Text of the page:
Queen SofiaAnyway, back to the jewels. This diamond tiara in a floral motif is actually convertible: it can be a necklace, or a set of brooches. Sofia (switching now to the regular Spanish spelling of her name, rather than the Greek Sophia) wore it as a necklace for her pre-wedding ball, and I'm not sure she's ever worn it as such again.
Sofia using the tiara as a necklaceYou know, I think she really doesn't have time to play around with the convertible properties of this piece; it's kept in fairly constant use as a tiara. The Spanish collection of tiaras is not exactly small but it isn't overflowing with tiara riches either, so the ladies do a lot of sharing. This seems to be the most shared piece in the family. If there's a tiara event at which all of the Spanish royal ladies are present, it's nearly a guarantee that this one will be making an appearance.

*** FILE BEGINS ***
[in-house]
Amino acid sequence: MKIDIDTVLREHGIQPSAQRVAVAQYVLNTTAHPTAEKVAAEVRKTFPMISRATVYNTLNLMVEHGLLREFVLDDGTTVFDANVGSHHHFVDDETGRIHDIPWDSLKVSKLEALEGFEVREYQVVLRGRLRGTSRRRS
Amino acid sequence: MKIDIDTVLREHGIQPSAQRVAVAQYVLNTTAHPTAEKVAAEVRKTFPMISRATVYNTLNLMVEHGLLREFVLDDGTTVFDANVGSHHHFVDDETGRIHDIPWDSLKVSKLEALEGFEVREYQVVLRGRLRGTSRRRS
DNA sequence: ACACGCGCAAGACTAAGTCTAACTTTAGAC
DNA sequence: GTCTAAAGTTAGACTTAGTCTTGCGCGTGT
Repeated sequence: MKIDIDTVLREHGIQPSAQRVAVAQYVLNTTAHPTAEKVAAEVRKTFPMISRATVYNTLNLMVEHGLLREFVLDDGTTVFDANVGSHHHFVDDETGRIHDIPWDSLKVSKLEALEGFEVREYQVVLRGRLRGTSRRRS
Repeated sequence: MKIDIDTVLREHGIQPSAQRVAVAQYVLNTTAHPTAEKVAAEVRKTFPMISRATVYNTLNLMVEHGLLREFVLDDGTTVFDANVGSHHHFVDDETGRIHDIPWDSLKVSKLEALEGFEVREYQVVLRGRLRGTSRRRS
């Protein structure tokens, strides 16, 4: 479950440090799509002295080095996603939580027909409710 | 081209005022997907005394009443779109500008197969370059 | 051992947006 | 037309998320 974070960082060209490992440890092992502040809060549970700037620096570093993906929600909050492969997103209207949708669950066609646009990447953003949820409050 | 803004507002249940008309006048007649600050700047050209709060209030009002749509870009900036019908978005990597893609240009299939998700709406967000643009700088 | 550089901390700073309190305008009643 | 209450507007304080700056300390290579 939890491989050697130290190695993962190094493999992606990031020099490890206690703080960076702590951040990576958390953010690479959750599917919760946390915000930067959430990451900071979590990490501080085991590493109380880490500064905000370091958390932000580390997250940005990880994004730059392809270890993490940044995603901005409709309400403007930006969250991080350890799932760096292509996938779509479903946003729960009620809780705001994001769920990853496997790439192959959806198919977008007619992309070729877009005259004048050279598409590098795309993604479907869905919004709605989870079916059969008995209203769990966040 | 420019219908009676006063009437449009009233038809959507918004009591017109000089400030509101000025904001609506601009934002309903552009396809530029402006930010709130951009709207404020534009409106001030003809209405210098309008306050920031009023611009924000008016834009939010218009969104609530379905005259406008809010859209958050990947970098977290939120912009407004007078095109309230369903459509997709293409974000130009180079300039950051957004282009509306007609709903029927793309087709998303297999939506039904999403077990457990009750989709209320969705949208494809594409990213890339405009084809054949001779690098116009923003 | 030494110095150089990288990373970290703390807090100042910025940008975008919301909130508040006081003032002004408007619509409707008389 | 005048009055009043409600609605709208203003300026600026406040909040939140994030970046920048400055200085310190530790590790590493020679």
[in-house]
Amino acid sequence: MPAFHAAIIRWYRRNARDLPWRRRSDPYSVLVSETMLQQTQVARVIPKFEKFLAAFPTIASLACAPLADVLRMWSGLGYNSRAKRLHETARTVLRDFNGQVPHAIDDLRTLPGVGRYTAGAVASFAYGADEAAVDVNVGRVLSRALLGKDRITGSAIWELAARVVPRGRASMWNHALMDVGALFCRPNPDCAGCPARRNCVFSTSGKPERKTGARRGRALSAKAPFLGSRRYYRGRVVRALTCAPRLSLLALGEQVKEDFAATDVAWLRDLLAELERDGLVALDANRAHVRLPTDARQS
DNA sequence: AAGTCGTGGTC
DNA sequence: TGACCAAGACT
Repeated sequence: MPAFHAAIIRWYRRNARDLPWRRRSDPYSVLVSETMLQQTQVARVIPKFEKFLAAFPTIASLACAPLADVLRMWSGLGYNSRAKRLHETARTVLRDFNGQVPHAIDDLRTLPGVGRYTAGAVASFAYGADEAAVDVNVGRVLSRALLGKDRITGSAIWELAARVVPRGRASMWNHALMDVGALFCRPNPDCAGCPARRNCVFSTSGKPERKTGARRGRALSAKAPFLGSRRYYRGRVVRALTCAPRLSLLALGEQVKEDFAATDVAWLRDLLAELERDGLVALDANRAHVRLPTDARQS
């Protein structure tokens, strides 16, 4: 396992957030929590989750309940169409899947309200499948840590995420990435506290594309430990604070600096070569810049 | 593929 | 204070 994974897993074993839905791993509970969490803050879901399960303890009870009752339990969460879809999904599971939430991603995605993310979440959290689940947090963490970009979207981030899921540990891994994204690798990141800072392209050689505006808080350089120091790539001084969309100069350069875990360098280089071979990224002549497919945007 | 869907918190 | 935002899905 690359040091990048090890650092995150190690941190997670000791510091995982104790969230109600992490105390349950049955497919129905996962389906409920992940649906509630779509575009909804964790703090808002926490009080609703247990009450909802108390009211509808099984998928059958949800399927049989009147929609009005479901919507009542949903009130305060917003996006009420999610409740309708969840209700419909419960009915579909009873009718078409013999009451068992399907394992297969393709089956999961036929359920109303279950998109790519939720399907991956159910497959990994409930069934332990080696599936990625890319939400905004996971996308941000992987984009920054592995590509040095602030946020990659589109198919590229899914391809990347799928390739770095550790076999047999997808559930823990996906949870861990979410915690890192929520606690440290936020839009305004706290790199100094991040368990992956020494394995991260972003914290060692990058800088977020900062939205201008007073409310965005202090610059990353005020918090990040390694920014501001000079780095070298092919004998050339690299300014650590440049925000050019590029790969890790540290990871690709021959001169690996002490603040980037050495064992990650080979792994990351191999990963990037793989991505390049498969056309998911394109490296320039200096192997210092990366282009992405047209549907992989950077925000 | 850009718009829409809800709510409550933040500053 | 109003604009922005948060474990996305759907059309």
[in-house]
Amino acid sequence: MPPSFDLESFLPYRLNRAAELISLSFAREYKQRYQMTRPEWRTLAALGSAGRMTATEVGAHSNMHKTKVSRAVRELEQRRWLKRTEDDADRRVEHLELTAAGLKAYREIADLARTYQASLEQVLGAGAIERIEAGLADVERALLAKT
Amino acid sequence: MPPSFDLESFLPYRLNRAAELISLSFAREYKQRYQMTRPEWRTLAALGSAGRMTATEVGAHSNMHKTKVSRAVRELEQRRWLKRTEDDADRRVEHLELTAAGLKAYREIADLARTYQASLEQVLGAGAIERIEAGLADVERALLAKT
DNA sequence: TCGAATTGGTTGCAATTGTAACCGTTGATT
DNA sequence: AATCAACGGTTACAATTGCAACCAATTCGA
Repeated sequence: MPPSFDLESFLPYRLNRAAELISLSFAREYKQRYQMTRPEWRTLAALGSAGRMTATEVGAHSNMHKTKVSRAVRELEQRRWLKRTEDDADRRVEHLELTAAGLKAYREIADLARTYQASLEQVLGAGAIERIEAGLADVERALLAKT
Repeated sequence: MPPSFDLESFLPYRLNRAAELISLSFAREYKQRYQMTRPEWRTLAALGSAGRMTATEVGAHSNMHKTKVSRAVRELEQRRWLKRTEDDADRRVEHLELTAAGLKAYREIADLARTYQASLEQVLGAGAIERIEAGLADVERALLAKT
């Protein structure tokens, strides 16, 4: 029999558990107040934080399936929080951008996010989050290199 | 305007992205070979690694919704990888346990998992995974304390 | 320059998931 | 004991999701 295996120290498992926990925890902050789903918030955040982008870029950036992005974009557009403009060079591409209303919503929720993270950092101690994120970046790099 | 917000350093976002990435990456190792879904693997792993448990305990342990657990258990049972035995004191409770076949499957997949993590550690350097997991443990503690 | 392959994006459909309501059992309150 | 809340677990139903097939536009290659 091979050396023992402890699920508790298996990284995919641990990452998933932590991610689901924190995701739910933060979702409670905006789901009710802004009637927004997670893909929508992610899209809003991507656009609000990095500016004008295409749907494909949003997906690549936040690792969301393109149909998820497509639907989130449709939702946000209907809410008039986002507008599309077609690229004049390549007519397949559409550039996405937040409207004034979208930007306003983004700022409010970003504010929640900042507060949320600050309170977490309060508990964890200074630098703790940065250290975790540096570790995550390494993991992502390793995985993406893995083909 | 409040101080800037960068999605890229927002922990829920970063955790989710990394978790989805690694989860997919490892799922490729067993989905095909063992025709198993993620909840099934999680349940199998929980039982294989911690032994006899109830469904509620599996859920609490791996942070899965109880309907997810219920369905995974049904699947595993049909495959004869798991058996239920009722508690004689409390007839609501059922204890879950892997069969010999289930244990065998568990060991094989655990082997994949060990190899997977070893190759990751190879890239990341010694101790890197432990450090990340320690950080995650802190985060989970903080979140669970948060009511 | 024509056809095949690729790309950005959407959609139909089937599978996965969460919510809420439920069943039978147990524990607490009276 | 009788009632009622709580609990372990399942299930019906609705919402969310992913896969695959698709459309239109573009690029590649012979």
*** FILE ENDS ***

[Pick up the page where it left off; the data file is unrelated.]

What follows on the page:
Infanta Elena borrowed it mostly in her younger years; these days, she usually wears the tiara she received as a wedding gift from her (now ex-) husband's family.
Infanta CristinaThis seems to be Infanta Cristina's favorite tiara, as she wore it on her wedding day and has continued to do so since. Of course, Cristina doesn't own a tiara of her own. Princess Letizia wears it now too; it's currently her second most-worn tiara. (She does have her own now, but we haven't seen her wear it.)
Princess LetiziaDiamond floral tiaras are pretty common, but I think this one is a definite contender for the best floral tiara prize. It's delicate, but it's a great size and has good dimension. It looks good on a whole range of face shapes and hairstyles. Plus, it's convertible (which is awesome, even if you don't ever convert it).
Where does this rank on your list of favorite floral tiaras?